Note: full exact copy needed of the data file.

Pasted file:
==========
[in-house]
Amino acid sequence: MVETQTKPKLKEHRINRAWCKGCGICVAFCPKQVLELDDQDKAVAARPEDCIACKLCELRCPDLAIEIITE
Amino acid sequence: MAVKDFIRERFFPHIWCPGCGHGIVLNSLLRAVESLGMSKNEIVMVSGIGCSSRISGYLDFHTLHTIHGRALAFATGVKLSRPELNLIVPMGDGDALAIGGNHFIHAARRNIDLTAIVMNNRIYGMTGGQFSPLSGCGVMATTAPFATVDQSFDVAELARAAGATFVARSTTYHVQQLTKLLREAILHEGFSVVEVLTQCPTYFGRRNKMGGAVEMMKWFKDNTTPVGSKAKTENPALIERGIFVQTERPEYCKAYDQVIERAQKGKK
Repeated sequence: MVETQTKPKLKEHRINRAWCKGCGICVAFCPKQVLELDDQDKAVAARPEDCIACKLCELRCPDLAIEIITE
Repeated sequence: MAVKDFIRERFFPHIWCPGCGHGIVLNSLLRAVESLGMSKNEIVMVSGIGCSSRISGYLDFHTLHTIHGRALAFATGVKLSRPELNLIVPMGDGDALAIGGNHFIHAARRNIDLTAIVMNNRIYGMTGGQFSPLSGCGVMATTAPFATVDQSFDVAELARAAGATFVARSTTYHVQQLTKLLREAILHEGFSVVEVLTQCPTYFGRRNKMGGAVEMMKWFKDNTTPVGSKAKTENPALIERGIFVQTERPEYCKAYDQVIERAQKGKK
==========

[in-house]
Amino acid sequence: MVETQTKPKLKEHRINRAWCKGCGICVAFCPKQVLELDDQDKAVAARPEDCIACKLCELRCPDLAIEIITE
Amino acid sequence: MAVKDFIRERFFPHIWCPGCGHGIVLNSLLRAVESLGMSKNEIVMVSGIGCSSRISGYLDFHTLHTIHGRALAFATGVKLSRPELNLIVPMGDGDALAIGGNHFIHAARRNIDLTAIVMNNRIYGMTGGQFSPLSGCGVMATTAPFATVDQSFDVAELARAAGATFVARSTTYHVQQLTKLLREAILHEGFSVVEVLTQCPTYFGRRNKMGGAVEMMKWFKDNTTPVGSKAKTENPALIERGIFVQTERPEYCKAYDQVIERAQKGKK
Repeated sequence: MVETQTKPKLKEHRINRAWCKGCGICVAFCPKQVLELDDQDKAVAARPEDCIACKLCELRCPDLAIEIITE
Repeated sequence: MAVKDFIRERFFPHIWCPGCGHGIVLNSLLRAVESLGMSKNEIVMVSGIGCSSRISGYLDFHTLHTIHGRALAFATGVKLSRPELNLIVPMGDGDALAIGGNHFIHAARRNIDLTAIVMNNRIYGMTGGQFSPLSGCGVMATTAPFATVDQSFDVAELARAAGATFVARSTTYHVQQLTKLLREAILHEGFSVVEVLTQCPTYFGRRNKMGGAVEMMKWFKDNTTPVGSKAKTENPALIERGIFVQTERPEYCKAYDQVIERAQKGKK